"But of the tree of the knowledge of good and evil, thou shalt not eat of it:  for in the day that thou eatest thereof thou shalt surely die."

                    Adam and Eve could not keep both of these commandments because they contradicted each other.  If they chose to eat the fruit, they would be cast out of the Garden of Eden.  But if they did not eat the fruit and remained in the garden, they would not be able to have children or to "multiply and replenish the earth."  Because the Garden of Eden was a place of innocence while Adam and Eve lived there, they could not change or progress in any way, including having children.  By giving Adam and Eve two contradicting commandments, God put them in a position where they had to use their agency - their power to choose.

                    An ancient American prophet named Lehi taught his children:  "And now, behold, if Adam had not transgressed he would not have fallen, but he would have remained in the garden of Eden.  And all things which were created must have remained in the same state in which they were after they were created; and they must have remained forever, and had no end.
                    "And they would have had no children; wherefore they would have remained in a state of innocence, having no joy, for they knew no misery; doing no good, for they knew no sin.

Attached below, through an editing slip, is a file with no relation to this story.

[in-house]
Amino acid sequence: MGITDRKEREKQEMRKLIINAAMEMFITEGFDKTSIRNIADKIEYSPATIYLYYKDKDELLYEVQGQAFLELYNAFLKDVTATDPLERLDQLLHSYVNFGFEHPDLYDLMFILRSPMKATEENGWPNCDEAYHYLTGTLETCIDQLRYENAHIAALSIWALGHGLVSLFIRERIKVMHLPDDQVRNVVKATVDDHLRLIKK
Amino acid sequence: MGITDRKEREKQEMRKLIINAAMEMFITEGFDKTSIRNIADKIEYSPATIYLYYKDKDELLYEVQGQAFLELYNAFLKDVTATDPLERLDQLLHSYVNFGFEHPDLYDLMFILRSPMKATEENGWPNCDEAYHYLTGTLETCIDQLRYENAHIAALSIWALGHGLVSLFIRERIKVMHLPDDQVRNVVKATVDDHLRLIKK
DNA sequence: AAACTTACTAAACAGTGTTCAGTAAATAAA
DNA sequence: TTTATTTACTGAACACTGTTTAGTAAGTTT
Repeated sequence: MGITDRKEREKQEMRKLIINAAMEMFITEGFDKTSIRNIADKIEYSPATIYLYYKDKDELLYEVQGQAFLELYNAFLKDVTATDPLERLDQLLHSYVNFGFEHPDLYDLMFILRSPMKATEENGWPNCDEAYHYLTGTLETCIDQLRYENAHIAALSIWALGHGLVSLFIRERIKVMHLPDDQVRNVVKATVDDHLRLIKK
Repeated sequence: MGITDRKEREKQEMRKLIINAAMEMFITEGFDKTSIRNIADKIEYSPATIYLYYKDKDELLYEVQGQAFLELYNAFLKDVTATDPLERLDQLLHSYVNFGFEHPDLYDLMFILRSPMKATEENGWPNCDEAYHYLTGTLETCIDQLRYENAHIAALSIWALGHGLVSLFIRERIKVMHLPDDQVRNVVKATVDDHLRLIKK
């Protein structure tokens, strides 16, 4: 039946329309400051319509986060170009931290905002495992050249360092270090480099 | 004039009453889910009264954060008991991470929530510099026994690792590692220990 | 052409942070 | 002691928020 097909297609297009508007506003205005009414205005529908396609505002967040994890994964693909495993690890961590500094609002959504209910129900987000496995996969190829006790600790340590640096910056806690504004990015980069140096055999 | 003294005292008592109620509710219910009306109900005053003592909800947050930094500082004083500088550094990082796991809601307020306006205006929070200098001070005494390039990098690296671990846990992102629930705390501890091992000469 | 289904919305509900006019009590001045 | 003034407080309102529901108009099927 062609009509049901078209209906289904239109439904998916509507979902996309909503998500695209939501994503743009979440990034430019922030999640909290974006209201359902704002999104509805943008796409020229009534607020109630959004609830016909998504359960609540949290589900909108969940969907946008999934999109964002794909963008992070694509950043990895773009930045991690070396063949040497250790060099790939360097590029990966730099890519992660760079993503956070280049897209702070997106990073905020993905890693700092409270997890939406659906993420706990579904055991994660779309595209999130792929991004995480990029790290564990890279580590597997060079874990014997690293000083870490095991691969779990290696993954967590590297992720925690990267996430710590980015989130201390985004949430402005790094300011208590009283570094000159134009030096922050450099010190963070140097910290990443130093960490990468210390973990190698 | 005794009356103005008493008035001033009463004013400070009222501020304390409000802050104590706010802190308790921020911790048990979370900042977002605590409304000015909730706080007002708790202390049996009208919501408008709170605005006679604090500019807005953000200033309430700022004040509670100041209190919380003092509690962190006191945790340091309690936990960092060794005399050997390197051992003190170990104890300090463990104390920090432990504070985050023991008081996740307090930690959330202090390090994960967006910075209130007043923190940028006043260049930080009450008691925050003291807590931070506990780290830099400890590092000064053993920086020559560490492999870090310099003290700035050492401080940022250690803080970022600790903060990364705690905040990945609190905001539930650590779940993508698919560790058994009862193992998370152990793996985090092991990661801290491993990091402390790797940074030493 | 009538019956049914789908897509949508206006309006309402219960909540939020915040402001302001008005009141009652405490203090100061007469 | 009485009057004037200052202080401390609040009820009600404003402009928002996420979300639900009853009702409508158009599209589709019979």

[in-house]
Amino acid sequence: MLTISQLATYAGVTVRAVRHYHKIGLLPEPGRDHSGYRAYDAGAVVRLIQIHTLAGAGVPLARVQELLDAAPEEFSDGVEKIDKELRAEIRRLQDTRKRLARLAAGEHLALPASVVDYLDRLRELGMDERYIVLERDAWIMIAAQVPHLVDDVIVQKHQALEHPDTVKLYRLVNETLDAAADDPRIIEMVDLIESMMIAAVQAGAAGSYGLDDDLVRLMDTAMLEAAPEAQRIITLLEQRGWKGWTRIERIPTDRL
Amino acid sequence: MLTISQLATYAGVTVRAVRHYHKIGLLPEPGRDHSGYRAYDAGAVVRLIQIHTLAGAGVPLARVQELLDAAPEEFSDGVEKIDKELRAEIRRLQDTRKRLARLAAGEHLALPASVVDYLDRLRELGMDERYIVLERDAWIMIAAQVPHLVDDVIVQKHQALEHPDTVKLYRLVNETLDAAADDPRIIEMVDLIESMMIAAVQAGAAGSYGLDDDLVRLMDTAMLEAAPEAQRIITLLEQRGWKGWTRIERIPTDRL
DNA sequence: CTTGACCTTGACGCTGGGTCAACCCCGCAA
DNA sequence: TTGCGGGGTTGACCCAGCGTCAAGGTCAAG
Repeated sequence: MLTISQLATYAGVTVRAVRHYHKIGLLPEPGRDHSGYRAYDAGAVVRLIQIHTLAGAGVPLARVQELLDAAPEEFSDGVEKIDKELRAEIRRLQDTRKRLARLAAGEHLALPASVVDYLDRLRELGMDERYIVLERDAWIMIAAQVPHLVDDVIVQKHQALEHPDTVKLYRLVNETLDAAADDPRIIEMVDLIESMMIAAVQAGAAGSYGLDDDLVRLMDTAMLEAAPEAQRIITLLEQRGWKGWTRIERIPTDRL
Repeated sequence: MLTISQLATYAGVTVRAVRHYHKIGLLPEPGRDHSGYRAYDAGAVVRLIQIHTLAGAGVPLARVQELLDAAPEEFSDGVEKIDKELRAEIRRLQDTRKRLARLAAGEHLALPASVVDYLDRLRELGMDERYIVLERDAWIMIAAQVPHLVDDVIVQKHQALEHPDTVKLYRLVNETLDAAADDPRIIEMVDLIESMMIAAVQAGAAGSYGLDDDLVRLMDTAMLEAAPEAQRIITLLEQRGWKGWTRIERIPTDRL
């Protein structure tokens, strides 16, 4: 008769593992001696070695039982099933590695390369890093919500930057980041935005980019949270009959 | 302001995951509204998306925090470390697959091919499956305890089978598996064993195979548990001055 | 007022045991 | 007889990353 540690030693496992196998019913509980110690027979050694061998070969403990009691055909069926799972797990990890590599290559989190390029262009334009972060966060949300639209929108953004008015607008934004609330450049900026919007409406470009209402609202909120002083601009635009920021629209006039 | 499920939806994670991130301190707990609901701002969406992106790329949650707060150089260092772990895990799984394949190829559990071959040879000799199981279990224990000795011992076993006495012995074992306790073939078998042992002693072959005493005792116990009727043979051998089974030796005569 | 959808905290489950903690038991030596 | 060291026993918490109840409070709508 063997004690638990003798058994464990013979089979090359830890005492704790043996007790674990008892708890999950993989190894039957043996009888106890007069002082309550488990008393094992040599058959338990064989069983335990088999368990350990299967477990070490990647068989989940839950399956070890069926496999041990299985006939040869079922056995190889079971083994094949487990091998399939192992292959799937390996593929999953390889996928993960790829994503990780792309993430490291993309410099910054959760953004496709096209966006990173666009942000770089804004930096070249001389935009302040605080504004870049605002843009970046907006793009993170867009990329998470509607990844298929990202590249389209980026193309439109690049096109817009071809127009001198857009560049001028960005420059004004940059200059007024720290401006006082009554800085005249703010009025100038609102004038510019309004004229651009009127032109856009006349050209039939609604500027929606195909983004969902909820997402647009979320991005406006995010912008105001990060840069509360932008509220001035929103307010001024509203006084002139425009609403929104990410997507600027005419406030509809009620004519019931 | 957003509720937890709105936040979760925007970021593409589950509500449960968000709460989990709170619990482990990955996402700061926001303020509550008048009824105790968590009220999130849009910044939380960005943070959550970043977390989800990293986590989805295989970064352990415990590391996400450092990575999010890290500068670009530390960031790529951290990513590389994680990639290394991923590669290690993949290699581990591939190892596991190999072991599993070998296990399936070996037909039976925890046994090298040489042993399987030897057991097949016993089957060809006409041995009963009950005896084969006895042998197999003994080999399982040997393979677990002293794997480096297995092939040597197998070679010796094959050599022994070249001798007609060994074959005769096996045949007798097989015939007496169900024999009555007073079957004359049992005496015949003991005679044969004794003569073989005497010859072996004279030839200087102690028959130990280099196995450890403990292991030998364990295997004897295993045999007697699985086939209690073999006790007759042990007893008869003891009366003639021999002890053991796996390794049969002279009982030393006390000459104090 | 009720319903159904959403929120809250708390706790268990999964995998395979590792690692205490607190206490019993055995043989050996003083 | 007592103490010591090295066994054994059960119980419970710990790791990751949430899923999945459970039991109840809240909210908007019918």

"But behold, all things have been done in the wisdom of him who knoweth all things.
                    "Adam fell that men might be; and men are, that they might have joy."  (See Book of Mormon - Another Testament of Jesus Christ, 2 Nephi 2:22-23.)

                      Elder Russell M. Nelson, a member of the Quorum of the Twelve Apostles, taught:  "To bring the plan of happiness to fruition (fulfillment), God issued to Adam and Eve the first commandment ever given to mankind.  It was a commandment to beget children.  A law was explained to them.   Should they eat from `the tree of the knowledge of good and evil' (Genesis 2:17), their bodies would change; mortality and eventual death would come upon them.  But partaking of that fruit was prerequisite to their parenthood" (Ensign, Nov. 1993, 34).

                    The decision of Adam and Eve to eat the forbidden fruit was not a sin, as it is sometimes considered.  According to Elder Dallin H. Oaks of the Quorum of the Twelve Apostles, it was a transgression - an act that was formally prohibited but not inherently wrong.  (See Ensign, Nov. 1993, 73.)  The Fall was necessary for us to progress toward exaltation.  We have to experience mortality to become like our Father in Heaven, and Adam and Eve fulfilled their mission to make this possible.  The Fall of Adam and Eve enabled each of us to come to earth, receive a body, and gain experience in choosing between good and evil.  Instead of thinking of the Fall of Adam and Eve as a fall backward, we should consider it as a step forward.